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Omega-3s May Be Associated With Lower Levels of Depressive Symptoms

The research regarding the effect of omega-3s on depression has been unclear, however the majority of it has focused on people who consume Western diets with lower fish intake. A recent study suggests that omega-3s may help lower depressive symptoms even in countries with higher fish consumption.


Participants in the study included 1,050 Japanese men and 1,073 Japanese women with an average age of 60. All of the participants were instructed to fast for at least 12 hours. Blood was collected in the early hours of the morning following the fasting. The researchers used the Centre for Epidemiologic Studies Depression Scale to determine that 266 or 12.5% of the study population had depressive symptoms. Those participants were also significantly more likely to be unmarried, have fewer years of educations, and a higher risk of past stroke when compared with those without depressive symptoms.


The researchers found that that blood concentration of omega-3 was inversely associated with depressive symptoms. Additionally, the researchers noted significant differences in EPA, omega-3 PUFA, and omega-3 long chain PUFA between people with depressive symptoms and those without depressive symptoms. The average omega-3 long chain PUFA concentration of people with depressive symptoms was 264.1 microgram per ml, while the average concentration of people without depressive symptoms was 276.0 microgram per ml.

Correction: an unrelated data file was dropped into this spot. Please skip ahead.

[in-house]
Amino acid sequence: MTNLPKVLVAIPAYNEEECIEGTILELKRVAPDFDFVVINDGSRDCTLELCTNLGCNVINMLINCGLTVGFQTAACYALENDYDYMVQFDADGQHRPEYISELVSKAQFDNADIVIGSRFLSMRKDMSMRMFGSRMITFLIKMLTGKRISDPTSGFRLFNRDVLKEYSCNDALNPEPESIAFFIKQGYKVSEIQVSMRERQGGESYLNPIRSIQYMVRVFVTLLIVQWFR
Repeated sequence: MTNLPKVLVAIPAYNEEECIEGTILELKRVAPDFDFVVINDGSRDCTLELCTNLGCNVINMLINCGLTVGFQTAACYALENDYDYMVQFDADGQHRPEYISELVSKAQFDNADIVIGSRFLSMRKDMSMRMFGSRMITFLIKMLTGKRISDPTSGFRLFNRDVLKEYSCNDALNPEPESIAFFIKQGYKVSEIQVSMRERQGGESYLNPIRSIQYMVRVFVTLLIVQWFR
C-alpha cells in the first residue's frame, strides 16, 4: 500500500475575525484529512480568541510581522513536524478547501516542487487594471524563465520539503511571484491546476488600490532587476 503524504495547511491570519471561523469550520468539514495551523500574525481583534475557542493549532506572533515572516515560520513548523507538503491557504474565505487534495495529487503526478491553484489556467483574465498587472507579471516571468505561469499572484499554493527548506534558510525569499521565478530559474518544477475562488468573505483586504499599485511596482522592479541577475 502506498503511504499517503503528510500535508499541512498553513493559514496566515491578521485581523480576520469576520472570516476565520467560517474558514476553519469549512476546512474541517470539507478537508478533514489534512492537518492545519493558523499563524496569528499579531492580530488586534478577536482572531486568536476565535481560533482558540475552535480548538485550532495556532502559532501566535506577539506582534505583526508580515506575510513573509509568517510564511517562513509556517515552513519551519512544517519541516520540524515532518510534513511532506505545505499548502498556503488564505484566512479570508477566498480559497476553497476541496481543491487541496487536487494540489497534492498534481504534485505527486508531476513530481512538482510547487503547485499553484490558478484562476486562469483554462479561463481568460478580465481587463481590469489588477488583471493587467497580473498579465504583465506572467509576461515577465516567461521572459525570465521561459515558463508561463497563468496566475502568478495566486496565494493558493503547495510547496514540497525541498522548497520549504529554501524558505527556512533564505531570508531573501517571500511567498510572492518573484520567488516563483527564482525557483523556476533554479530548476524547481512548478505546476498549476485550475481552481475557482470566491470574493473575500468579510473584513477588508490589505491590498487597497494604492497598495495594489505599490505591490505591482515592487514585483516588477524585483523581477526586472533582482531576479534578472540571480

No association was found between depressive symptoms and omega-6 levels.


Researchers from the Japanese National Centre for Geriatrics and Gerontology, the Aichi Shukutoku University, and the Nagoya University of Arts and Sciences in Japan, as well as Suntory Wellness Limited conducted the study. It was published online ahead of print on December 22, 2015 in the British Journal of Nutrition.


Omega-3s have been linked to a number of health benefits, including alleviating arthritis pain, better moods, improved joint mobility, helping with age related macular degeneration, and aiding your immune system.


Because omega-3 fatty-acids are not found naturally in the human body, it is especially important to make sure that they are a part of your daily diet. Oily, dark fish such as tuna and salmon are high in omega-3s. For vegans like the ones in this study or for folks who just don’t like fish, consider taking a daily high quality non-fish supplement that has been tested for purity and potency.

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